- Office 2013 is a required deployment
- Office 2016 is ready to deploy, so we create a supercedence with Uninstall
- Maintenance Window is Mon-Fri 5PM-5AM, all day Sat/Sun
- Deploy Office 2016 as Required starting Friday 5PM, with a Deadline of the NEXT Friday at 5PM
- The Monday after deployment start (deadline not reached yet) Office 2013 will have uninstalled as expected, but Office 2016 will not have installed despite having 60 hours of Maintenance Window
Changing the Deadline to immediate and allowing installation outside Maintenance Window will trigger 2016 to install. HOWEVER, we have created deployments that start out set that way and still witness the same behavior.
The App logs even indicate that SCCM is aware it's supposed to install the new application, however it does not and app enforcement just stops.
This severely limits the usefulness of Supercedence because it can't be trusted to not leave users out in the cold.
Kyle Ericson commented
Any update come on MS this is a really really mean bug please fix.
Edward Perkins commented
When you say "make a deployment of Version 2.0 first" do you mean the application needs to be deployed to a collection? Or would it suffice to simply create the version 2.0 application first without an actual advertised deployment. I'm going to assume that you mean it has to be deployed to a collection before proceeding. Thanks for the tips, I was about to hit the switch when I came across your article, slightly aged as it may be. Thank you!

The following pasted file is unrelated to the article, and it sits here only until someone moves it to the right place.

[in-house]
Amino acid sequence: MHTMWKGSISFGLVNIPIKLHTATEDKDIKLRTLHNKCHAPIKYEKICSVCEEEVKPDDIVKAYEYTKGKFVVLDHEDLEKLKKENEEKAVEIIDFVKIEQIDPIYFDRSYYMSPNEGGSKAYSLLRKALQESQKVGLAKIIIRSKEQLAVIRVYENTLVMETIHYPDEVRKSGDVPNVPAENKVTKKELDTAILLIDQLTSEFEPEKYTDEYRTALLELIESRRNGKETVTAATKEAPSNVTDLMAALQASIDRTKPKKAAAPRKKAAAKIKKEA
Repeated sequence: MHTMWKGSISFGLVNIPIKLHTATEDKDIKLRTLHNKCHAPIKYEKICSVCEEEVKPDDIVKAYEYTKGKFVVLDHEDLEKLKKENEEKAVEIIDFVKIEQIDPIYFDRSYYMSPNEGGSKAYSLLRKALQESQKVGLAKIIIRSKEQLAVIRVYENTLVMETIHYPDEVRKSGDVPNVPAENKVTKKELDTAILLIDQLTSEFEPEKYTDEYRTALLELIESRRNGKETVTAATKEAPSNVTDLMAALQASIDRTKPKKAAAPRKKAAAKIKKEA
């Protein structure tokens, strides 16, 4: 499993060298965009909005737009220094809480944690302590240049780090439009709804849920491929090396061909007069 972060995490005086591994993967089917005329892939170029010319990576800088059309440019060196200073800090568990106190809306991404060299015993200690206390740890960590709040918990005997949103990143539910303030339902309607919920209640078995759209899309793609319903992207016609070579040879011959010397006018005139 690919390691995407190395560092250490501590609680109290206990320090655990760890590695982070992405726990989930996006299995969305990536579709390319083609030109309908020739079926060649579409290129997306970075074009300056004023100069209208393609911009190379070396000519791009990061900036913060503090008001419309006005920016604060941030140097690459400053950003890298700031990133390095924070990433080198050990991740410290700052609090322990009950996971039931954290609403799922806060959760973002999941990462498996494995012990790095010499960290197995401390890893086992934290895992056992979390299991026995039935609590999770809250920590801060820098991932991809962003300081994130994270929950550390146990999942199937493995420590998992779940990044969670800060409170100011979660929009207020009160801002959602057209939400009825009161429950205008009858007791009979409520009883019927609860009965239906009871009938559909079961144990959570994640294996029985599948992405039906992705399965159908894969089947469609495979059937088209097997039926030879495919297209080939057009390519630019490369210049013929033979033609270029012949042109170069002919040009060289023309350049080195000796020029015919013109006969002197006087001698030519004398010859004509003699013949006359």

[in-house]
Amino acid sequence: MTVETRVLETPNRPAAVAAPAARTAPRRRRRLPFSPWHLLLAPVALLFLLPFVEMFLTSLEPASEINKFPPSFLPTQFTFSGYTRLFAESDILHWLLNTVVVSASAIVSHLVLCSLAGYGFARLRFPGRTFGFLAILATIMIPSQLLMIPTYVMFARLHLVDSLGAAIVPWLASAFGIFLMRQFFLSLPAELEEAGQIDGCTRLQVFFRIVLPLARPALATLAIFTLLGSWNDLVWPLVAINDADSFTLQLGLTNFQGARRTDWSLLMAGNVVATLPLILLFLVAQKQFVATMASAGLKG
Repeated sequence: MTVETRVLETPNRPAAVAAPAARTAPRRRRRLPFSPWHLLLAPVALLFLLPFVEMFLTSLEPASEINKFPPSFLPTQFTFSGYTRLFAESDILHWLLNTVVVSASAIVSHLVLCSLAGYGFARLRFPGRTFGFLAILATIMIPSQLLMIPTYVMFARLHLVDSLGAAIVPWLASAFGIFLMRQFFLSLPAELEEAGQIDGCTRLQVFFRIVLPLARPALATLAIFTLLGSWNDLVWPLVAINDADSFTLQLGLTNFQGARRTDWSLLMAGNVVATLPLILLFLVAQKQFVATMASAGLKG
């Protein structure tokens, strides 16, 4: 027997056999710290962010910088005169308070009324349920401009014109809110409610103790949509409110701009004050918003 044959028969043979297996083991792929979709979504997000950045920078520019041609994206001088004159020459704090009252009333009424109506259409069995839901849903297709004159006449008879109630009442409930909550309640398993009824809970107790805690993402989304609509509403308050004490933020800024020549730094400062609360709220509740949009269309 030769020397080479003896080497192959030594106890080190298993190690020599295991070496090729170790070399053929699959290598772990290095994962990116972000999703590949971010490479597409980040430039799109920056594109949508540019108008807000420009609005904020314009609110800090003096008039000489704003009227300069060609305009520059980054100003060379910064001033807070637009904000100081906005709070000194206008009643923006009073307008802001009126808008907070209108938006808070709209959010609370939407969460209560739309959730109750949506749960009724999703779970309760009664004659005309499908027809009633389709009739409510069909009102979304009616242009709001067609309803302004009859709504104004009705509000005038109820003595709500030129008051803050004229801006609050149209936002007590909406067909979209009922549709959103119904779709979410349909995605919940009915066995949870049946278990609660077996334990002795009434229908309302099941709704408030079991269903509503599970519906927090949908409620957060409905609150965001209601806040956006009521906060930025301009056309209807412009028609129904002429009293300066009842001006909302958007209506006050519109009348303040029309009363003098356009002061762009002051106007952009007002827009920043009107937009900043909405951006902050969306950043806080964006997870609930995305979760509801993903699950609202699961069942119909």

Shawn Keslar commented
We ran headlong into this. Great article
Thanks for the workaround! I agree it is a very annoying behavior. I only experienced it in a test environment, but was certainly caught off guard when I saw it happen.
Roth, Chase commented
This really is a broken feature. I have many situations where we'd like to use supersedence, but haven't been able to. Like many others we tried using this feature when first available in 2012, and deployed a new version of SMARTBoard to EVERY computer that had the old version of the software installed, even though BOTH of the deployments were AVAILABLE and NOT REQUIRED.
Please please fix it! We really need this ability. There is no other way to say "before you can install this application, that application needs to be uninstalled." I'd like to be able to say as a dependency a certain application CANNOT be installed and it would have the option to uninstall it, but I can see that that sort of functionality really is more appropriately suited as a supersedence and not really a dependency.
Kyle Ericson commented
Yeah we went to deploy Solidworks 2017 with this bug and everyone got it. Caused us a ton of down time this needs to be fixed.
Tested in SCCM 1702. This has not been fixed for deployments to device collections.
This appears fixed in 1702 for new user deployments. You can't change existing deployments so you would need to recreate them. Device deployments still have the old behavior. When creating a new user deployment for a superseded application the 'Automatically upgrade any superseded versions of this application' is now enabled and defaults to unselected.